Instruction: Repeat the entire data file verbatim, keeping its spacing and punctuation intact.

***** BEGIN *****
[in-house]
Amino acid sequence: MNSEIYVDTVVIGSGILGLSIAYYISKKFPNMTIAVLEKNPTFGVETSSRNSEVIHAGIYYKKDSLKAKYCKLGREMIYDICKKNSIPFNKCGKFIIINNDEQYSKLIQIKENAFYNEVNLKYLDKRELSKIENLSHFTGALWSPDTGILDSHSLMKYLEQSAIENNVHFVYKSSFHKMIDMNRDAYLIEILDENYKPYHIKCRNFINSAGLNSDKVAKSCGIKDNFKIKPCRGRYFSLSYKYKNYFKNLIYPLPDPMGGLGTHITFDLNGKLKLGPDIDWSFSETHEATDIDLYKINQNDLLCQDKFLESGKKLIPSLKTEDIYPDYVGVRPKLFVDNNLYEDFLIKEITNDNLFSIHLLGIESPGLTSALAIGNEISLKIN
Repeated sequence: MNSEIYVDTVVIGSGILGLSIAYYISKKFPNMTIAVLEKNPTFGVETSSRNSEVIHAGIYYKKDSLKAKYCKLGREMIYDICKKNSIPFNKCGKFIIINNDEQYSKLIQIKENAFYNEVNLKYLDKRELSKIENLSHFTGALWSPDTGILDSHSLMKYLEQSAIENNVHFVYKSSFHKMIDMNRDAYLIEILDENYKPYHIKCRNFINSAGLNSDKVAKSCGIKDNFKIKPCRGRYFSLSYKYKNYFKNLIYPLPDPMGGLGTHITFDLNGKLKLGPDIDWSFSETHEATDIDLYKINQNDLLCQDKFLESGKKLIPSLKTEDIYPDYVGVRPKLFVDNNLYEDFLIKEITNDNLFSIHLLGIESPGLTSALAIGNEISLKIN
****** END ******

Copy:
[in-house]
Amino acid sequence: MNSEIYVDTVVIGSGILGLSIAYYISKKFPNMTIAVLEKNPTFGVETSSRNSEVIHAGIYYKKDSLKAKYCKLGREMIYDICKKNSIPFNKCGKFIIINNDEQYSKLIQIKENAFYNEVNLKYLDKRELSKIENLSHFTGALWSPDTGILDSHSLMKYLEQSAIENNVHFVYKSSFHKMIDMNRDAYLIEILDENYKPYHIKCRNFINSAGLNSDKVAKSCGIKDNFKIKPCRGRYFSLSYKYKNYFKNLIYPLPDPMGGLGTHITFDLNGKLKLGPDIDWSFSETHEATDIDLYKINQNDLLCQDKFLESGKKLIPSLKTEDIYPDYVGVRPKLFVDNNLYEDFLIKEITNDNLFSIHLLGIESPGLTSALAIGNEISLKIN
Repeated sequence: MNSEIYVDTVVIGSGILGLSIAYYISKKFPNMTIAVLEKNPTFGVETSSRNSEVIHAGIYYKKDSLKAKYCKLGREMIYDICKKNSIPFNKCGKFIIINNDEQYSKLIQIKENAFYNEVNLKYLDKRELSKIENLSHFTGALWSPDTGILDSHSLMKYLEQSAIENNVHFVYKSSFHKMIDMNRDAYLIEILDENYKPYHIKCRNFINSAGLNSDKVAKSCGIKDNFKIKPCRGRYFSLSYKYKNYFKNLIYPLPDPMGGLGTHITFDLNGKLKLGPDIDWSFSETHEATDIDLYKINQNDLLCQDKFLESGKKLIPSLKTEDIYPDYVGVRPKLFVDNNLYEDFLIKEITNDNLFSIHLLGIESPGLTSALAIGNEISLKIN